h certainty, we have to consider the distribution of the service times in order to analyze the queuing system. Generally, the queuing models are based on the as sumption that service times are exponentially distributed about some average ser vice time. QUEUE CONFIGURATION : The queuing process refers to the number of queues, and t heir respective lengths. The number of queues depend upon the layout of a servic e system. Thus there may be a single queue or multiple queues. Length (or size) of the queue depends upon the operational situation such as • physical space, • legal restrictions, and • attitude of the customers. In certain cases, a service system is unable to accommodate more t han the required number of customers at a time. No further customers are allowed to enter until space becomes available to accommodate new customers. Such type of situations are referred to as finite (or limited) source queue. Examples of finite source queues are cinema halls, restaurants, etc. On the other hand, if a service system is able to accommodate any number of cust omers at a time, then it is referred to as infinite (or unlimited) source. queue . For example, in a sales department, here the customer orders are received, there is no restriction on the number of orders that can come in, so that a queue of any size can form. In many other situations, when arriving customers experience long queue(s) in fr ont of a service facility, they often do not enter the service system even thoug h additional waiting space is available. The queue length in such cases depends upon the attitude of the customers. For example, when a motorist finds that there are many vehicles wai ting at the petrol station, in most of the cases he does not stop at this statio n and seeks service elsewhere. QUEUE DISCIPLINE : In the queue structure, the important thing to know is the q ueue discipline. The queue discipline is the order or manner in which customers from the queue are selected for service. There are a number of ways in which customers in the queue are served. Some of t hese are: (a) Static queue disciplines are based on the individual customer s status i n the queue. Few of such disciplines are: If the customers are served in the order of their arrival, then this is known as the first-come, first-served (FCFS) service discipline. Prepaid taxi queue at airports where a taxi is engaged on a first-come, first-served ba sis is an example of this discipline. Last-come-first-served (LCFS)-- Sometimes, the customers are se rviced in the reverse order of their entry so that the ones who join the last ar e served first. For example, assume that letters to be typed, or order forms to be processed accumulate in a pile, each new addition being put on the top of the m. The typist or the clerk might process these letters or orders by taking each new task from the top of the pile. Thus, a just arriving task would be the next to be serviced provided that no fresh task arrives before it is picked up. Simil arly, the people who join an elevator last are the first ones to leave it. (b) Dynamic queue disciplines are based on the individual customer attributes in the queue. Few of such disciplines are: Service in Random Order (SIRO)-- Under this rule customers are selected for serv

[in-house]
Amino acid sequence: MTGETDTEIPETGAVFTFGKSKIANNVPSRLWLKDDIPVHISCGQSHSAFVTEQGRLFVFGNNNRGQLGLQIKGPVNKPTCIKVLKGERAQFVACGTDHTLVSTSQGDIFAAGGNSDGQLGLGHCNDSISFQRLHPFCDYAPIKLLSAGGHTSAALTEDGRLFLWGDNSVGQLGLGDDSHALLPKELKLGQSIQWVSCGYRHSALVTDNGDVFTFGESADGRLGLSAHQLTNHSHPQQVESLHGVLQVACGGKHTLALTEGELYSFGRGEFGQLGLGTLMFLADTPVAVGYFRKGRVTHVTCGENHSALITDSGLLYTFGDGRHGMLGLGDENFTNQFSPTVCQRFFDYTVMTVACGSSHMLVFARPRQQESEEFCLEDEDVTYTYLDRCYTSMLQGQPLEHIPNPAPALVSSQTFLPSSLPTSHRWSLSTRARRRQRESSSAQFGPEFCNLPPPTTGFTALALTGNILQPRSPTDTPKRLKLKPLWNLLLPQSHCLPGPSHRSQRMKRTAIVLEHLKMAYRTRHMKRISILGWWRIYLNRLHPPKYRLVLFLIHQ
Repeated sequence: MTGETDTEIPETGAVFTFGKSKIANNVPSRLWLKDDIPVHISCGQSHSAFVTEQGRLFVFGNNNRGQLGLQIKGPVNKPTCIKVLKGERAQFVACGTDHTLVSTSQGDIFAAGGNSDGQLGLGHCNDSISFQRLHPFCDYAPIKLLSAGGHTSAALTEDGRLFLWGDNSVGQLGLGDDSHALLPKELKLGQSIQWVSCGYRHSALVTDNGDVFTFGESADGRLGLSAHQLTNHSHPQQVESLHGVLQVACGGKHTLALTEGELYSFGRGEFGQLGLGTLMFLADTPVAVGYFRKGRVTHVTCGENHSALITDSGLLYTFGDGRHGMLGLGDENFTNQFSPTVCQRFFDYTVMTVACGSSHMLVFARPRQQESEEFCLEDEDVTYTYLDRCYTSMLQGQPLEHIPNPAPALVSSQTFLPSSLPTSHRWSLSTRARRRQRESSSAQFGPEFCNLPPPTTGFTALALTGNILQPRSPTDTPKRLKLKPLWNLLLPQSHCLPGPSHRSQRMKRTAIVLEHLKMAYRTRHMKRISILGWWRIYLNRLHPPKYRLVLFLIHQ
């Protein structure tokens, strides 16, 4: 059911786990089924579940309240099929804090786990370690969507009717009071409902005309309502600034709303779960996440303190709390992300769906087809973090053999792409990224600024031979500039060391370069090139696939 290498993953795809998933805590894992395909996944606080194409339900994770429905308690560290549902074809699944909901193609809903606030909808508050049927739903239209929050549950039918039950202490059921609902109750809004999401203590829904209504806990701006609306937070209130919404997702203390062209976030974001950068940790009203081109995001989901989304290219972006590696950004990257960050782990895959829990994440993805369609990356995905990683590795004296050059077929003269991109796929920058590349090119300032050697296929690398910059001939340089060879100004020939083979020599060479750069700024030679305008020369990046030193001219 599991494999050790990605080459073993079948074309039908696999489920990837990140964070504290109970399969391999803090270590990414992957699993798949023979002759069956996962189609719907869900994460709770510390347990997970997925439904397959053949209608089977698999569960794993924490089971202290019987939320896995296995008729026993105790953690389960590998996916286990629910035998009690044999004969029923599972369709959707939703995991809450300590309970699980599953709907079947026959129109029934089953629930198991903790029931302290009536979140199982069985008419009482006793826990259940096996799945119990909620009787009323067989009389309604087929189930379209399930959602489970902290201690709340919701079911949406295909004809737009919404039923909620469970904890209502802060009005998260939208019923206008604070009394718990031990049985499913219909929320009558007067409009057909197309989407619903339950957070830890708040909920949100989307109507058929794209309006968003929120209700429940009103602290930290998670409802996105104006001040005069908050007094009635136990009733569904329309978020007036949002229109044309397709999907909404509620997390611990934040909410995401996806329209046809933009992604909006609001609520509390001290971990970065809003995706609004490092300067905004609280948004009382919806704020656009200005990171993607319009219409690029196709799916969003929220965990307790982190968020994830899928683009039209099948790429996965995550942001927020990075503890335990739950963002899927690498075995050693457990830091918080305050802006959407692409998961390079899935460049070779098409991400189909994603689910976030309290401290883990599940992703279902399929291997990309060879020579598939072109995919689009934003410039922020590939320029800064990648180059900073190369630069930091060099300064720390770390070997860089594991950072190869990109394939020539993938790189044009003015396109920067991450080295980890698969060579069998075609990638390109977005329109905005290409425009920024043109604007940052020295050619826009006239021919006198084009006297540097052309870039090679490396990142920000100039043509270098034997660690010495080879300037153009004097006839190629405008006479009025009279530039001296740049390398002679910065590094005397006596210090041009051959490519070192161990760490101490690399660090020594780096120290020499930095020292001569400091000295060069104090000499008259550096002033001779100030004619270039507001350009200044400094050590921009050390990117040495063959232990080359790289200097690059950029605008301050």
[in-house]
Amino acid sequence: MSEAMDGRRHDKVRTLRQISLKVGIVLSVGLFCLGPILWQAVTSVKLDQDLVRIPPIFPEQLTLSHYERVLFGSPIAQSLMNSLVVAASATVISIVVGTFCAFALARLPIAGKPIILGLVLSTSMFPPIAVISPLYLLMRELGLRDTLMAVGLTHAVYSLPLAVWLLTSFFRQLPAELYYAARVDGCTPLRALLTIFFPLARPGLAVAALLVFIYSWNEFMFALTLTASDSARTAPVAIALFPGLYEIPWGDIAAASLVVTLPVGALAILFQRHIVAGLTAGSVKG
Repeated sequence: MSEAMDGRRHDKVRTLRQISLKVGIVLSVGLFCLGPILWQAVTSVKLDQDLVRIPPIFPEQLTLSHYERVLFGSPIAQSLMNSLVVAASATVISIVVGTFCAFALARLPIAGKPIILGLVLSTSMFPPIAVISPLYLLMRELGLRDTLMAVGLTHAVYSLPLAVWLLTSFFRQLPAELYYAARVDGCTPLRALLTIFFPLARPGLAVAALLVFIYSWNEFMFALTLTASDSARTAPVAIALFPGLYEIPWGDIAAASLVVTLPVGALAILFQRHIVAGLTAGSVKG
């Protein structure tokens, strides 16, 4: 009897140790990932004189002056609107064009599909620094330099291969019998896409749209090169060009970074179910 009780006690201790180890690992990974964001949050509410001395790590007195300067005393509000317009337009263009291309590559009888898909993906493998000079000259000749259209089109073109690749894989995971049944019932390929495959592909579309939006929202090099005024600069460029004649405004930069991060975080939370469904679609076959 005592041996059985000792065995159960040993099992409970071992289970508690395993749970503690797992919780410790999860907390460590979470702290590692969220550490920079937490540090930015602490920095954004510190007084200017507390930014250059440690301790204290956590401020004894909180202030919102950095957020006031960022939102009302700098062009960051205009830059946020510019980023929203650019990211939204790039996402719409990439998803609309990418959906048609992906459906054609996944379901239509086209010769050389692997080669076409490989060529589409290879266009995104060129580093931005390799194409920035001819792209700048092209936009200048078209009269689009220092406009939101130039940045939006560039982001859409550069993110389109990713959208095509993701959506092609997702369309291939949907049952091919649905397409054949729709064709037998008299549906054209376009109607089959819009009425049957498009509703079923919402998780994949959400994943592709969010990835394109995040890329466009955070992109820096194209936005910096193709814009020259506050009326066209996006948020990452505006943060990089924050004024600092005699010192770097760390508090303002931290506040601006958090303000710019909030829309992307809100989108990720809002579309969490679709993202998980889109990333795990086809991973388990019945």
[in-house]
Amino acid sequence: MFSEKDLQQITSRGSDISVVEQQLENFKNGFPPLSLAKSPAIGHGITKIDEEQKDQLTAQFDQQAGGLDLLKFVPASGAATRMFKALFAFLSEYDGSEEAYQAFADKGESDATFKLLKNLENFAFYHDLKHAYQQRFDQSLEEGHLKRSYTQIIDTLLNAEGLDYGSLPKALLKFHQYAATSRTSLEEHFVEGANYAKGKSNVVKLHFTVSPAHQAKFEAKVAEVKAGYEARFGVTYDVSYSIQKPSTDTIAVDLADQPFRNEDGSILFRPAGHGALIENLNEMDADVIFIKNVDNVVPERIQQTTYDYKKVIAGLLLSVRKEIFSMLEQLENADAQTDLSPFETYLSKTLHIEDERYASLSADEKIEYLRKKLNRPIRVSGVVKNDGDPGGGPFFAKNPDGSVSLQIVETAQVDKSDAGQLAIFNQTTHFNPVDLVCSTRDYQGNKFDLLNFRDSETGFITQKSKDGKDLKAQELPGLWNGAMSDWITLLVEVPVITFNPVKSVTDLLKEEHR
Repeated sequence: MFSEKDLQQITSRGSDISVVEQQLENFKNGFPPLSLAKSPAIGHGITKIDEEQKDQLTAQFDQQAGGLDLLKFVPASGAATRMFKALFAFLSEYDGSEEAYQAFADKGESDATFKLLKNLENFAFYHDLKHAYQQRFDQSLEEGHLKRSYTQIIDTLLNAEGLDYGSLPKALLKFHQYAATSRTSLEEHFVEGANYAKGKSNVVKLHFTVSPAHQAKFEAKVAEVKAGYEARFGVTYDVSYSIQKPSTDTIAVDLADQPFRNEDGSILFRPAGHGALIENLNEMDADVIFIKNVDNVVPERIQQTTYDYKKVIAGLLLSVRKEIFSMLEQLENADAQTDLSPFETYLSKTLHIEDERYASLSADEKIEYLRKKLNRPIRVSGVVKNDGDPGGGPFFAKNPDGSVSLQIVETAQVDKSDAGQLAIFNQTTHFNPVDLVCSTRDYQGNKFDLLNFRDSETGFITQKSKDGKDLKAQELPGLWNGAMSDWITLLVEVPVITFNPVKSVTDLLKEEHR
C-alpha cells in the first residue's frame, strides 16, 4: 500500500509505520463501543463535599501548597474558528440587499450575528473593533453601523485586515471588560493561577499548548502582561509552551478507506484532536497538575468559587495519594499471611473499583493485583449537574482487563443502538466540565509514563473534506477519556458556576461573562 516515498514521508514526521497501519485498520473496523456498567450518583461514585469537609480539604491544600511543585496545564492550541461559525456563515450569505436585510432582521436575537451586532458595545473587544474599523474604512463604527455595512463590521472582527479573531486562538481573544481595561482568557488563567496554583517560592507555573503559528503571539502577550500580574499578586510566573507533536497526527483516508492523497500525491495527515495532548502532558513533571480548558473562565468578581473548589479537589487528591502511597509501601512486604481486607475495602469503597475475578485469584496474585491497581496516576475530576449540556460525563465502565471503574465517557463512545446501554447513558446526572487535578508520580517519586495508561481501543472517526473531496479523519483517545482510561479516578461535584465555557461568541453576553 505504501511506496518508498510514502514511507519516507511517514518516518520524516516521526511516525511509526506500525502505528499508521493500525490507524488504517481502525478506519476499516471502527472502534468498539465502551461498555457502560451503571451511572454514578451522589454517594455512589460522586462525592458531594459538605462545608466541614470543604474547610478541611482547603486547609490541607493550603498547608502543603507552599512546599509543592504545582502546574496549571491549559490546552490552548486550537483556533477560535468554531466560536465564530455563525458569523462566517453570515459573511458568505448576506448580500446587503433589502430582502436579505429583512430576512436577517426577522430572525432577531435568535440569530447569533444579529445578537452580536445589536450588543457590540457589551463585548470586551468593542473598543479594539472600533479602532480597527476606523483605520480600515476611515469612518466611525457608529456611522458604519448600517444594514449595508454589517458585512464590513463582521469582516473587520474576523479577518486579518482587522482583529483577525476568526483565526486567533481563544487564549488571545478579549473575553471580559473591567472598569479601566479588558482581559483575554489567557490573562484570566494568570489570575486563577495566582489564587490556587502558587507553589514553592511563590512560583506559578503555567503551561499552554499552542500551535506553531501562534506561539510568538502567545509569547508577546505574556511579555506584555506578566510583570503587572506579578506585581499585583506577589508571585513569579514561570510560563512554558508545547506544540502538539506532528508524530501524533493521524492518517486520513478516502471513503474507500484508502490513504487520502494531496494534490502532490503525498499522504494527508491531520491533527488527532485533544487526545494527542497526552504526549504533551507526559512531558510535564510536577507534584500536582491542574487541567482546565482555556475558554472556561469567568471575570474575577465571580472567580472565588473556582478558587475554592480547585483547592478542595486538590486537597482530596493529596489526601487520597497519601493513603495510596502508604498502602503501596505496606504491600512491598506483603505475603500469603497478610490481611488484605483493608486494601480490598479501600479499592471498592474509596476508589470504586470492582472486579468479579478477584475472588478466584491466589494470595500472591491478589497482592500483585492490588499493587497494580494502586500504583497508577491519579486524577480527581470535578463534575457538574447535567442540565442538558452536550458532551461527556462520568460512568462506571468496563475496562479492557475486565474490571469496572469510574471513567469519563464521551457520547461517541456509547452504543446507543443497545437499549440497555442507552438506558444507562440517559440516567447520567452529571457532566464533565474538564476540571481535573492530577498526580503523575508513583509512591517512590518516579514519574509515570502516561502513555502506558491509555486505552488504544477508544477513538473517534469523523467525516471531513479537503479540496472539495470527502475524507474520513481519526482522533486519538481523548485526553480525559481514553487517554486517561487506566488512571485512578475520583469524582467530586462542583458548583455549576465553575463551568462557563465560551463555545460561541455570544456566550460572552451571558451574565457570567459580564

ice at random, irrespective of their arrivals in the service system. In this eve ry customer in the queue is equally likely to be selected. The time of arrival o f the customers is, therefore, of no relevance in such a case. Priority Service-- Under this rule customers are grouped in priority classes on the basis of some attributes such as service time or urgency or according to som e identifiable characteristic, and FCFS rule is used within each class to provid e service. Treatment of VIPs in preference to other patients in a hospital is an example of priority service. For the queuing models that we shall consider, the assumption would be that the customers are serviced on the first-come-first-served basis. QUEUING NETWORKS: Networks of queues are systems which contain an arbitrary, but fi nite, number m of queues. Customers, sometimes of different classes, travel thro ugh the network and are served at the nodes. The state of a network can be descr ibed by a vector , where ki is the number of customers at queue i. In open netw orks, customers can join and leave the system, whereas in closed networks the to tal number of customers within the system remains fixed. The first significant result in the area was Jackson networks, for which an efficient product form equilibrium distribution exists. QUEUING MODELS: In queuing theory, a queuing model is used to approximat e a real queuing situation or system, so the queuing behaviour can be analysed m athematically. Queuing models allow a number of useful steady state performance measures to be determined, including: • the average number in the queue, or the system, • the average time spent in the queue, or the system, • the statistical distribution of those numbers or times, • the probability the queue is full, or empty, and • the probability of finding the system in a particular state. These performance measures are important as issues or problems caused by queuing situations are often related to customer dissatisfaction with service or may be the root cause of economic losses in a business. Analysis of the relevant queuing models allows the cause of queuing issues to be identified and the impact of proposed changes to be assessed. • Notation: Queuing models can be represented using Kendall s notation: A/B/S/K/N/D where: • A is the interracial time distribution • B is the service time distribution • S is the number of servers • K is the system capacity • N is the calling population • D is the service discipline assumed Many times the last members are omitted, so the notation becomes A/B/S and it is assumed that K = , N = and D = FIFO. Some standard notation for distributions (A or B) are: • M for a Markovian (poisson, exponential) distribution • Eκ for an Erlang distribution with κ phases • D for degenerate (or deterministic) distribution (constant) • G for general distribution (arbitrary) • PH for a phase-type distribution Models: Construction and analysis: Queuing models are generally constructed to represent the ste ady state of a queuing system, that is, the typical, long run or average state o f the system. As a consequence, these are stochastic models that represent the p